During his extraordinary tenure as C.E.O. of The Walt Disney Company, Bob Iger methodically and dexterously transformed the organization from a single brand to a brand of brands, stringing together an M&A trophy shelf perhaps unparalleled in modern media history: Pixar, Marvel, Lucasfilm, and, in the final years of his tenure, the majority assets of 21st Century Fox. In sum, the accumulation of these extraordinary creative companies positioned a bulked-up Disney to enter the streaming business in a full-throated, double-barreled manner. It took Reed Hastings ten years to get Netflix to one hundred million subscribers. Disney+ achieved that feat in a year-and-a-half, and it continues to gain on Netflix every quarter.
As Iger grew the company, Disney was also buttressed by another set of assets: the linear television businesses, particularly ESPN, which came over in the 1995 Cap Cities deal that brought Iger to the mothership in the first place. For a generation, stars like Keith Olbermann and the late Stuart Scott turned ESPN into a synonym for the global sports business. The company competed aggressively for the live rights to franchises such as Monday Night Football and the College Football Playoff; SportsCenter, among other shows, seemed as much a part of the cultural firmament as Disney I.P., from Star Wars to Toy Story to Frozen. Not only was ESPN core to the overall business, but Iger also appeared to personally cherish it. After all, he came of age as a stage manager on ABC television sets and got his break as a senior program executive on the 1988 Winter Olympics. Today, he remains a loyal Packers, Yankees, and Clippers fan, and is friendly with the likes of Aaron Rodgers and Chris Paul. He even tried, and failed, to bring two NFL teams to Los Angeles. (The rival bid won.)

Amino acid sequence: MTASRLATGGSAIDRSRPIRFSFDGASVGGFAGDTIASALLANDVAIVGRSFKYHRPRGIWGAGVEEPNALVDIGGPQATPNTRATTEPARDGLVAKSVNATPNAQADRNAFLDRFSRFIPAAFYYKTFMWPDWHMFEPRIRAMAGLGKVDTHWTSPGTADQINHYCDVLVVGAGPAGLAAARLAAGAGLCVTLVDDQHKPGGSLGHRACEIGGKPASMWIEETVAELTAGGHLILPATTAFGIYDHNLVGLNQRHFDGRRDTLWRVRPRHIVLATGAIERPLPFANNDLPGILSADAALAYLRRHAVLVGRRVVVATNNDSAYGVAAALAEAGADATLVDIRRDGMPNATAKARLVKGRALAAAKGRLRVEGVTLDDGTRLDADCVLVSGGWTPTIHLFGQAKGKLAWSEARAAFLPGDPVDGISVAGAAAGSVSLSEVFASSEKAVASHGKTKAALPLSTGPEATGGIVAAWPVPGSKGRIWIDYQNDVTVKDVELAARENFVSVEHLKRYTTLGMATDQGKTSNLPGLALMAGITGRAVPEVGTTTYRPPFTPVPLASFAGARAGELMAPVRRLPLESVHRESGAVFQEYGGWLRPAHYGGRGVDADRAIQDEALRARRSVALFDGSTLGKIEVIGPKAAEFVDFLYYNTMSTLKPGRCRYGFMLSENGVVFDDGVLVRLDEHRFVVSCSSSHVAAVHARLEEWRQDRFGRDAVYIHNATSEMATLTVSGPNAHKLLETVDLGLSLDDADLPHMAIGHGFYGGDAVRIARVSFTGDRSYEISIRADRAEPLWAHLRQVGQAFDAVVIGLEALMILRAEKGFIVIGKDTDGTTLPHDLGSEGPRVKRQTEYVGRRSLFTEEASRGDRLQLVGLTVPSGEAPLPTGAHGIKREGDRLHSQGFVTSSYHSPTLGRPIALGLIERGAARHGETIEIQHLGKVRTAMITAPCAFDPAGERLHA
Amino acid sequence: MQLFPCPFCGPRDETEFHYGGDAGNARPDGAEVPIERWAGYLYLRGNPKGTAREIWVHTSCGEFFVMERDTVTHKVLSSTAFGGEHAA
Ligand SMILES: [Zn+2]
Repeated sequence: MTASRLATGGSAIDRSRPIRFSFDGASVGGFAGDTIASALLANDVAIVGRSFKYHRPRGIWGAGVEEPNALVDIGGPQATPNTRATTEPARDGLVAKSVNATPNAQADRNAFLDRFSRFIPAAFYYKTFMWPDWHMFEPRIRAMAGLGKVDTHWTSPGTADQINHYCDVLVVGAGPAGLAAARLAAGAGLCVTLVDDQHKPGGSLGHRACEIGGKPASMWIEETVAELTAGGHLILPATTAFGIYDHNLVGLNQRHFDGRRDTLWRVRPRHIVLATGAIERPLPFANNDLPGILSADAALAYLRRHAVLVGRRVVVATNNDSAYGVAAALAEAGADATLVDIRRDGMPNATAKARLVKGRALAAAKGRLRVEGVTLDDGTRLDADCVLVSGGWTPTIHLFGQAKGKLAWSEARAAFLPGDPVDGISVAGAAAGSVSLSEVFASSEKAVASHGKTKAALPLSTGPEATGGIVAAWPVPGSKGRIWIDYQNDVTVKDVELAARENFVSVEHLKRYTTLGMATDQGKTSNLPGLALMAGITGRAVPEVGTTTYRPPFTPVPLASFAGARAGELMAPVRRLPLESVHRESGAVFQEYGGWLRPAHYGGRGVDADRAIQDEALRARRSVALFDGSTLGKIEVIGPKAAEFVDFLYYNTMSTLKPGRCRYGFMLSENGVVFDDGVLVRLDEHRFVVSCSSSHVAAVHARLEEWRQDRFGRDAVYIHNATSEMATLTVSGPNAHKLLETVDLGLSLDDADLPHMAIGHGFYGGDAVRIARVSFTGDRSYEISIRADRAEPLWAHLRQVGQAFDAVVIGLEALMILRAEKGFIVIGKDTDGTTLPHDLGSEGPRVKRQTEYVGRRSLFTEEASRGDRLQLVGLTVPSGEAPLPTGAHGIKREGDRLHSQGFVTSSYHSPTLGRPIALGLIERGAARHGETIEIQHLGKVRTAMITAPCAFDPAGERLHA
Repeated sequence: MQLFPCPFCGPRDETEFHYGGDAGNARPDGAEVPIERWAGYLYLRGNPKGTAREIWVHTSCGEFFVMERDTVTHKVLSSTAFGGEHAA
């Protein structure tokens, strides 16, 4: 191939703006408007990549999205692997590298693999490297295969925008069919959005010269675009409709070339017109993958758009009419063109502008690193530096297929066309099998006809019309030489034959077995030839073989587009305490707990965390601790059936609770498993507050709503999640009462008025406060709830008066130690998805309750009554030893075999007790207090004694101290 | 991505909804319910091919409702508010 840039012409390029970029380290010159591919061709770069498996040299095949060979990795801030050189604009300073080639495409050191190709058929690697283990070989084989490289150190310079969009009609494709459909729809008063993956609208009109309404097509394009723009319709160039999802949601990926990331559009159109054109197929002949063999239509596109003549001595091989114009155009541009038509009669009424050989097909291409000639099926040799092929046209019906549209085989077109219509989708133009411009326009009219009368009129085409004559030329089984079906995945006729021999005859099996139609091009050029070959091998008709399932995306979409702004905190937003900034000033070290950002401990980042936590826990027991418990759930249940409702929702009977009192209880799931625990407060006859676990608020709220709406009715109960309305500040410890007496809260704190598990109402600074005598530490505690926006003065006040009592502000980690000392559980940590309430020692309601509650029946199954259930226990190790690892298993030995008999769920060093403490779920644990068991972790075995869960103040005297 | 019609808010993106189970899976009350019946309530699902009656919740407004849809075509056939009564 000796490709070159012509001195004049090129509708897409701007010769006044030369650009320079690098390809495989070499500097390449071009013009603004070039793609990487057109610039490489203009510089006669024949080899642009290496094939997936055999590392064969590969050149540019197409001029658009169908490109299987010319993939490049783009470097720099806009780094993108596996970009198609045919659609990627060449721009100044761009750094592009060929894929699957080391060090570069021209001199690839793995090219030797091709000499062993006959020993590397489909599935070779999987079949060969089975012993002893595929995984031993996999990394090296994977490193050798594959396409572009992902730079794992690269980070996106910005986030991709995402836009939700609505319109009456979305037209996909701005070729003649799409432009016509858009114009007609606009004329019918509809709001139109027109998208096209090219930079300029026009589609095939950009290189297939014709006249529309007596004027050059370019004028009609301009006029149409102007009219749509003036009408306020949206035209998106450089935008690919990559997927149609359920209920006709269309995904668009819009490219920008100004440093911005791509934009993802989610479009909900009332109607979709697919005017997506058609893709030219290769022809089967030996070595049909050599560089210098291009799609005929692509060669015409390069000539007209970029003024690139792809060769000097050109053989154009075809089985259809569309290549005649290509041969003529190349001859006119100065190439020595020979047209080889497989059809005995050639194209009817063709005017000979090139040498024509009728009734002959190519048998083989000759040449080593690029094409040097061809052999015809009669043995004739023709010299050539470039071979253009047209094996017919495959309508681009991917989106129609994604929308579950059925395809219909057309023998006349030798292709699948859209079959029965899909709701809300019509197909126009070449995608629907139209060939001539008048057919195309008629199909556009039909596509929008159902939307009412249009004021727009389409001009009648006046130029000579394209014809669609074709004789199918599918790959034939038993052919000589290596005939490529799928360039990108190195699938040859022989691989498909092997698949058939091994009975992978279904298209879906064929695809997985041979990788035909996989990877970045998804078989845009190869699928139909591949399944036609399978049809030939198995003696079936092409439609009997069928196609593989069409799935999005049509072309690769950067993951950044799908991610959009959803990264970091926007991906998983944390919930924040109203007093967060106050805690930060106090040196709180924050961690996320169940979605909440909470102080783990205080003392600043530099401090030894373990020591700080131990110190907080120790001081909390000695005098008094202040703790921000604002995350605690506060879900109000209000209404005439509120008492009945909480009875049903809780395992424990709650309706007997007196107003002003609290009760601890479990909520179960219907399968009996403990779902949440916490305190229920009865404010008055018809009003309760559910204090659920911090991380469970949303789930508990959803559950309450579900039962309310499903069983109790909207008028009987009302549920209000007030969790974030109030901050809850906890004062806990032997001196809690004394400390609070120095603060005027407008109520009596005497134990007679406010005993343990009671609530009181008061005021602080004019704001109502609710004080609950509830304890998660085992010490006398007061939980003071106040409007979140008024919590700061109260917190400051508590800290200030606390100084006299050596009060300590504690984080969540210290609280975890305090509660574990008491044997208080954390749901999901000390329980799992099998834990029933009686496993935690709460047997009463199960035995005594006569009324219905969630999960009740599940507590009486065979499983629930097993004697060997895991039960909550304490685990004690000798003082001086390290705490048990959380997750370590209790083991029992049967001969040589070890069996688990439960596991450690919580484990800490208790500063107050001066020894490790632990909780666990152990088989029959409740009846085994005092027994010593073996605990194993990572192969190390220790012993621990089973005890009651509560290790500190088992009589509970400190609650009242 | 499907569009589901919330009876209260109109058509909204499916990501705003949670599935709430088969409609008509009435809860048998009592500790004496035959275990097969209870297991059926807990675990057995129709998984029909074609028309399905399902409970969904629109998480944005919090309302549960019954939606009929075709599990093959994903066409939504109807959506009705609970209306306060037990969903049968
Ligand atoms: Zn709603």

Even as consumers began cutting the cord on cable years ago, Iger remained steadfastly supportive of ESPN. For years, private equity firms have reached out to Disney and ESPN leadership to encourage them to spin off the sports channel, current and former high-level Disney sources told me. Industry analysts have similarly been beating the drum for the company to go all-in on streaming. By freeing itself from the stagnation and costs of the linear business, they argued, Disney could become a direct-to-consumer “pure play” and be valued at a far higher multiple, like Netflix. Iger spent years listening to this argument, the sources said, but assured his colleagues that ESPN would never leave Disney under his watch.
Now, it appears, Disney’s stance may be shifting. Since he took over for Iger in early 2020, Bob Chapek has successfully navigated Disney through the worst days of the pandemic, averting a potential existential crisis for both the production and parks businesses. His current challenge, however, seems almost nearly as thorny. For all its remarkable creative assets, Disney seems undervalued. Its market capitalization is around $317 billion, just some 13 percent above Netflix’s approximately $280 billion market cap. These are extraordinary numbers, to be sure, but they don’t appear to fully capture the extraordinary value of Disney’s library and decades of intellectual property, particularly multiplied by its rapidly growing direct-to-consumer platform.
Moreover, Disney’s stock is sitting at about $174 per share while Netflix’s trades in another altitude, at $633 per share. One potential reason? Despite its streaming success, Disney is still valued by Wall Street as a behemoth with legacy assets rather than as a pure play streamer. And this, in large part, is thanks to ESPN, which fuels a “media networks” segment that makes $7 to $8 billion in profit annually, but keeps the company tethered to a linear television business that is in structural decline.